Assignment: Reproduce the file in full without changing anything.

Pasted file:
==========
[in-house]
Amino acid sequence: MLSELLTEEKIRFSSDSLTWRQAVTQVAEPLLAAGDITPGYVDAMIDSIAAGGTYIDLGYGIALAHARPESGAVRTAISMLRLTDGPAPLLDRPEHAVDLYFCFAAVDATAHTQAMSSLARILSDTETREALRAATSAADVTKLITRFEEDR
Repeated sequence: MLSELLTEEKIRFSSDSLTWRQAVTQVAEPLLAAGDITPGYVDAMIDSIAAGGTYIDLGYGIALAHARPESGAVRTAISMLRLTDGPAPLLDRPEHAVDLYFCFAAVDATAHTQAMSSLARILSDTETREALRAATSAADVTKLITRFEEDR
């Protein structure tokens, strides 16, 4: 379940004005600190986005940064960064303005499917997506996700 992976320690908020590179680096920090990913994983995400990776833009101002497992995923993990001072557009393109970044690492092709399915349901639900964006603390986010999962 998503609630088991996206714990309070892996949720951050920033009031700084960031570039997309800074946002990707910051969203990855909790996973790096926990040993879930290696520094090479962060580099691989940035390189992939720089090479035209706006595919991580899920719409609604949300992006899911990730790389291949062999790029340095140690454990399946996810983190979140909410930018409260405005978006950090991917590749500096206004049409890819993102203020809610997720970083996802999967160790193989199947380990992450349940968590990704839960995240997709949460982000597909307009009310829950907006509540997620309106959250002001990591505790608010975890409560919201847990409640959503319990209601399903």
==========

[in-house]
Amino acid sequence: MLSELLTEEKIRFSSDSLTWRQAVTQVAEPLLAAGDITPGYVDAMIDSIAAGGTYIDLGYGIALAHARPESGAVRTAISMLRLTDGPAPLLDRPEHAVDLYFCFAAVDATAHTQAMSSLARILSDTETREALRAATSAADVTKLITRFEEDR
Repeated sequence: MLSELLTEEKIRFSSDSLTWRQAVTQVAEPLLAAGDITPGYVDAMIDSIAAGGTYIDLGYGIALAHARPESGAVRTAISMLRLTDGPAPLLDRPEHAVDLYFCFAAVDATAHTQAMSSLARILSDTETREALRAATSAADVTKLITRFEEDR
């Protein structure tokens, strides 16, 4: 379940004005600190986005940064960064303005499917997506996700 992976320690908020590179680096920090990913994983995400990776833009101002497992995923993990001072557009393109970044690492092709399915349901639900964006603390986010999962 998503609630088991996206714990309070892996949720951050920033009031700084960031570039997309800074946002990707910051969203990855909790996973790096926990040993879930290696520094090479962060580099691989940035390189992939720089090479035209706006595919991580899920719409609604949300992006899911990730790389291949062999790029340095140690454990399946996810983190979140909410930018409260405005978006950090991917590749500096206004049409890819993102203020809610997720970083996802999967160790193989199947380990992450349940968590990704839960995240997709949460982000597909307009009310829950907006509540997620309106959250002001990591505790608010975890409560919201847990409640959503319990209601399903």